I spent about a week just writing that “Big Hero 6″ theme. The funny thing with live-action films, these days, is that people want a reduced and minimalist score. They shy away from big themes, but the fact that this is a huge super hero film set in an animated film tradition means that you can really go for those colorful tunes.
So I started getting themes together for Yokai, Big Hero 6, Tadashi and all the rest of them, and then, once I got into the studio, it was time to weave them together, especially in the beginning. It’s about all these techie teenagers, so I had fun getting some electronic stuff involved. But the important thing about having those themes is that when you let go of the electronic sections, especially towards the end of the film, you’ve got some real music hiding underneath for when it gets really dramatic. It’s ultimately an emotional film, so you really do need your themes, not stuff that just sounds cool.
Glad you used the word ‘emotional’ because the score starts off bouncy and fun in tracks like “Nerd School”, and then later, in something like “Silent Sparrow”, there’s a lot of depth, emotion, and complexity that come across so unexpectedly. It’s like it wasn’t meant for an animated film, if you know what I mean.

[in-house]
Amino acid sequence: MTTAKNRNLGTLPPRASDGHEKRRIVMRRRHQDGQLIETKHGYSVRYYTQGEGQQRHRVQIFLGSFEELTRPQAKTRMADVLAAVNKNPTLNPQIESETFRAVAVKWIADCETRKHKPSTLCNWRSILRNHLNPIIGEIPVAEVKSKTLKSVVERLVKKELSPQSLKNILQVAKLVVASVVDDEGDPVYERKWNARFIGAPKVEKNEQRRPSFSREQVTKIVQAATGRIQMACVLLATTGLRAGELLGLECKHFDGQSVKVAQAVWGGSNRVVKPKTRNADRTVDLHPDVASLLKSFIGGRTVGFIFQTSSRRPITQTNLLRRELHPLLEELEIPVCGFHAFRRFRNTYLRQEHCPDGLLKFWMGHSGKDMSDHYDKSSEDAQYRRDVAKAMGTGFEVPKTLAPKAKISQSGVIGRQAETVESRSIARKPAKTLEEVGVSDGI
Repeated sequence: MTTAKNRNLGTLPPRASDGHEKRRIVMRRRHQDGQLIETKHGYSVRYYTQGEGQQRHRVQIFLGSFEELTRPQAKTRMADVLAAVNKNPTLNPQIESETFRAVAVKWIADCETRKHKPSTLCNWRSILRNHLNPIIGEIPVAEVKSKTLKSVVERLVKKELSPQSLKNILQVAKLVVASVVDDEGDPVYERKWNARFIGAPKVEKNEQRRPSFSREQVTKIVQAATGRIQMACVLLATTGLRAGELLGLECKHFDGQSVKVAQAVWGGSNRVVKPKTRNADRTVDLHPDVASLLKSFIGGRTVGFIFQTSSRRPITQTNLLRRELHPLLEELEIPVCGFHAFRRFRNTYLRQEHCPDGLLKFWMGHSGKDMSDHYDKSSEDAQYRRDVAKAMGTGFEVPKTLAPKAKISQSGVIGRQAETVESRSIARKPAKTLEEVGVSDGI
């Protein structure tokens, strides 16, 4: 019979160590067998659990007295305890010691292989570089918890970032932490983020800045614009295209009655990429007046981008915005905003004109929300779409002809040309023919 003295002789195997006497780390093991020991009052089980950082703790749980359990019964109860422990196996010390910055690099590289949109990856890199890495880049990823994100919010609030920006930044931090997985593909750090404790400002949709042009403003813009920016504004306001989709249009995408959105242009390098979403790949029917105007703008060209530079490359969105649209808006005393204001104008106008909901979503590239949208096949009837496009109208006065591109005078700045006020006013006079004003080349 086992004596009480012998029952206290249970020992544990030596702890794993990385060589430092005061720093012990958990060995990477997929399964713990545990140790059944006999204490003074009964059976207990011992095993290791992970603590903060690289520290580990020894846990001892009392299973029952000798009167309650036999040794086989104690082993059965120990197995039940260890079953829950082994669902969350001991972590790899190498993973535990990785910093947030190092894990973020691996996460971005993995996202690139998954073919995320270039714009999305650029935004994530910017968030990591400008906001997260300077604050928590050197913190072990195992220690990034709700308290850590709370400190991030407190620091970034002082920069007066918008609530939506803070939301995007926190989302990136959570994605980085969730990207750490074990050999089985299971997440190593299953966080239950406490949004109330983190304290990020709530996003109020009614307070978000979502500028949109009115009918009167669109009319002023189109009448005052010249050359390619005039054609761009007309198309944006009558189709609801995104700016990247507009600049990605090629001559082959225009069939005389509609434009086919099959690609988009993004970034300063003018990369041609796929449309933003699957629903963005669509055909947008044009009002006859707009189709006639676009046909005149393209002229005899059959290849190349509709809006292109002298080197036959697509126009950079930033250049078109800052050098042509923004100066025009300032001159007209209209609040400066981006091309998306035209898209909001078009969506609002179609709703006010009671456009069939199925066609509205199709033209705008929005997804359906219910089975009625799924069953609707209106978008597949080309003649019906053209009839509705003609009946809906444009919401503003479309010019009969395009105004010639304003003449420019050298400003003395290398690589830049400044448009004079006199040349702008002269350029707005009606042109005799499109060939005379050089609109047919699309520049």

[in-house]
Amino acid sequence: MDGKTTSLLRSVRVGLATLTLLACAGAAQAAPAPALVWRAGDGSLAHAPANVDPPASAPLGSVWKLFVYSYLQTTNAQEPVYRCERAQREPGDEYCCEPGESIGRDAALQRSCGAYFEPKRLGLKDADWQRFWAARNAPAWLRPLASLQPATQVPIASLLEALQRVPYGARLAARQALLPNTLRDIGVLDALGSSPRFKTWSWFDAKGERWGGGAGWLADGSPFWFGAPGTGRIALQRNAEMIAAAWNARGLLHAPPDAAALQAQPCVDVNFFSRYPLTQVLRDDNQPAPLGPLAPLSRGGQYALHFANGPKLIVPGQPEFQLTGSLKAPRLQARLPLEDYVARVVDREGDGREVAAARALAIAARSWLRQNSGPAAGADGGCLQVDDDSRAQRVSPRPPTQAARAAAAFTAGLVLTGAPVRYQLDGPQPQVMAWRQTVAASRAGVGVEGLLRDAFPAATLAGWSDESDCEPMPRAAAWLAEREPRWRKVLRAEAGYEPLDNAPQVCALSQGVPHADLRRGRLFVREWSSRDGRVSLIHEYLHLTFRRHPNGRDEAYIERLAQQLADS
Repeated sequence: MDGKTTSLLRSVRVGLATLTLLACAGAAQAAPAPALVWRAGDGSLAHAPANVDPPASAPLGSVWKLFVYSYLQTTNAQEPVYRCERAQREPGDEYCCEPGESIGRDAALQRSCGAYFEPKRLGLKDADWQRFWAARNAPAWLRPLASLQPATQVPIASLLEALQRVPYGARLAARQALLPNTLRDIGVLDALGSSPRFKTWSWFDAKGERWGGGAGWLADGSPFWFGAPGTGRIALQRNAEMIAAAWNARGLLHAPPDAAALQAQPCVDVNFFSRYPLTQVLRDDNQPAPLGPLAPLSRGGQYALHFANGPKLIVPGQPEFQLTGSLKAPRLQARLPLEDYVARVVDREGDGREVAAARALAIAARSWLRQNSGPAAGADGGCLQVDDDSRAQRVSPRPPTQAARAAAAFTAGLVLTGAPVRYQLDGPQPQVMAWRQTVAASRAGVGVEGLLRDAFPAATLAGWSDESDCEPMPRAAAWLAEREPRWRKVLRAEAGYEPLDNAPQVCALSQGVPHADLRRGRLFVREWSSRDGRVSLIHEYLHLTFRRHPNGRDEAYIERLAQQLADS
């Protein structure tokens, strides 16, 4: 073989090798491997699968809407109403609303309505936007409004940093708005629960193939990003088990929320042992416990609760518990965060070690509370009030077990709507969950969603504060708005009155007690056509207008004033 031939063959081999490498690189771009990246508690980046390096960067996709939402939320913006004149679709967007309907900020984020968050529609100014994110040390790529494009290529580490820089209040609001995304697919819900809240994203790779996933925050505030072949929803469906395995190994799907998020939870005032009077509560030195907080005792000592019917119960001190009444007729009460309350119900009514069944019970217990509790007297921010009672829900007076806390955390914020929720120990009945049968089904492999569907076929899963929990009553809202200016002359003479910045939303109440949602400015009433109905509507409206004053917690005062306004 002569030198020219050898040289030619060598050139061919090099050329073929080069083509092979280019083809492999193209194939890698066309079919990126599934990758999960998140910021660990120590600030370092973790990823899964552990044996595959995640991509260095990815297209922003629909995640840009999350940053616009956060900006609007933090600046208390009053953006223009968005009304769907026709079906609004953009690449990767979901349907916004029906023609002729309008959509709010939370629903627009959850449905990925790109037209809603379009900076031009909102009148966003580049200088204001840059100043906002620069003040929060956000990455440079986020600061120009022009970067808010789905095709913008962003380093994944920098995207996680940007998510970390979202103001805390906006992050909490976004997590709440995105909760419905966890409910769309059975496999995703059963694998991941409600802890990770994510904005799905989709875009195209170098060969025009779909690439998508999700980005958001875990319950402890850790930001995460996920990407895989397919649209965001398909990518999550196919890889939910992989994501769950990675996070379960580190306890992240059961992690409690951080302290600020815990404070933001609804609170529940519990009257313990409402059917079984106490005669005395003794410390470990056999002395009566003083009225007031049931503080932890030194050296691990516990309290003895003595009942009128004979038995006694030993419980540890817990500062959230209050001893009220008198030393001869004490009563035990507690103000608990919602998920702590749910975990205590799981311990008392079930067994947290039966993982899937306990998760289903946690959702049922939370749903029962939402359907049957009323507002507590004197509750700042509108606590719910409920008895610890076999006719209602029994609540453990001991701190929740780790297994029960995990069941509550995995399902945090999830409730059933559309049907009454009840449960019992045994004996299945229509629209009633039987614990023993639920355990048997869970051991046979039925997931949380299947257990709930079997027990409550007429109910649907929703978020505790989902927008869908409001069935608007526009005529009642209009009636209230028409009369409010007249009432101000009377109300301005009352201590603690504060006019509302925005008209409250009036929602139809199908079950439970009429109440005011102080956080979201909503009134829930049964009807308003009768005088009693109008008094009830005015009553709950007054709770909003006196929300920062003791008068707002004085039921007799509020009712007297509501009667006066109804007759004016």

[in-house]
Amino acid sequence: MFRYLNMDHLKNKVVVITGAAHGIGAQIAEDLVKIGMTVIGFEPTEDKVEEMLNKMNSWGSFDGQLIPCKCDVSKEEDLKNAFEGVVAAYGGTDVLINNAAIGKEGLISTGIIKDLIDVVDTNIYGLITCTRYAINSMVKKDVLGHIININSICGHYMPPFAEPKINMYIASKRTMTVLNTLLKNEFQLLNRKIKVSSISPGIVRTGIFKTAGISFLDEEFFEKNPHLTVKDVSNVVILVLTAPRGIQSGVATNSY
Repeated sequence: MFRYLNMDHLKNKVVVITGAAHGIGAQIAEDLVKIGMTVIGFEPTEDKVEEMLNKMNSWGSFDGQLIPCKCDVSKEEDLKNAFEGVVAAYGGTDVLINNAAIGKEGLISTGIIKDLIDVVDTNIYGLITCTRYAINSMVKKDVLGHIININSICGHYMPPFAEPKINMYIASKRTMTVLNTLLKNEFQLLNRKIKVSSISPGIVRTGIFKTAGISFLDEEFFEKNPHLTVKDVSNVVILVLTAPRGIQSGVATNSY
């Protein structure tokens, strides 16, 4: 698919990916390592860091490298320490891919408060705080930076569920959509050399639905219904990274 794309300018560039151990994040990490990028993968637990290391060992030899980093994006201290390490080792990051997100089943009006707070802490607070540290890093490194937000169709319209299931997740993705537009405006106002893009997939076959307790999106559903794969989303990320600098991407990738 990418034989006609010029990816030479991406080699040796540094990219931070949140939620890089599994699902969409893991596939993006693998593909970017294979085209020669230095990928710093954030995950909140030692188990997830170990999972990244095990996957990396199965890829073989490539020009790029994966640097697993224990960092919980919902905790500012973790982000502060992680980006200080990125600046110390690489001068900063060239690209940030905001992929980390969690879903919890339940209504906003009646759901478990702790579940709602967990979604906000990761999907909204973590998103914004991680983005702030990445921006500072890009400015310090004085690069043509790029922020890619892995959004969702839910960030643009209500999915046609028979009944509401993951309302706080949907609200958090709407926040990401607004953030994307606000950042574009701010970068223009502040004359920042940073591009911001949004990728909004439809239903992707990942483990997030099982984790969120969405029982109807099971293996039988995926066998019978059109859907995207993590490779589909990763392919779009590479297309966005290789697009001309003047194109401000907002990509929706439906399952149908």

Yes, I do know what you mean. By the time you get to a cue like “Silent Sparrow”, it’s much more in the tradition of serious symphonic writing. At that point in the story you don’t need electronica, and the beats, because we are well past “Nerd School” and we’re into some heavy duty revelations, and discoveries, and troubling back stories. That particular cue is much more of a dramatic and symphonic styled theme.
“First Flight” is another one about self-discovery. Also it’s an adventurous, and rousing theme which is done in a very big, orchestral fashion.
Very true, and that’s the first time I got to play the tune down from top to bottom. It’s kind of a bit more like a record. There’s a lot of production going at the same time to support it, but it’s where you hear the Big Hero 6 theme realized for the first time with the full A and B section, so that was fun.
Yes, very fun, and great to listen to especially if you put on your headphones and crank it up. As a fan of your work, I have to say that seems to be your forte. There are, so-called, whimsical composers, or dramatic composers, but you compose some of the coolest themes out there. You’re like the Elvis Presley of film composers.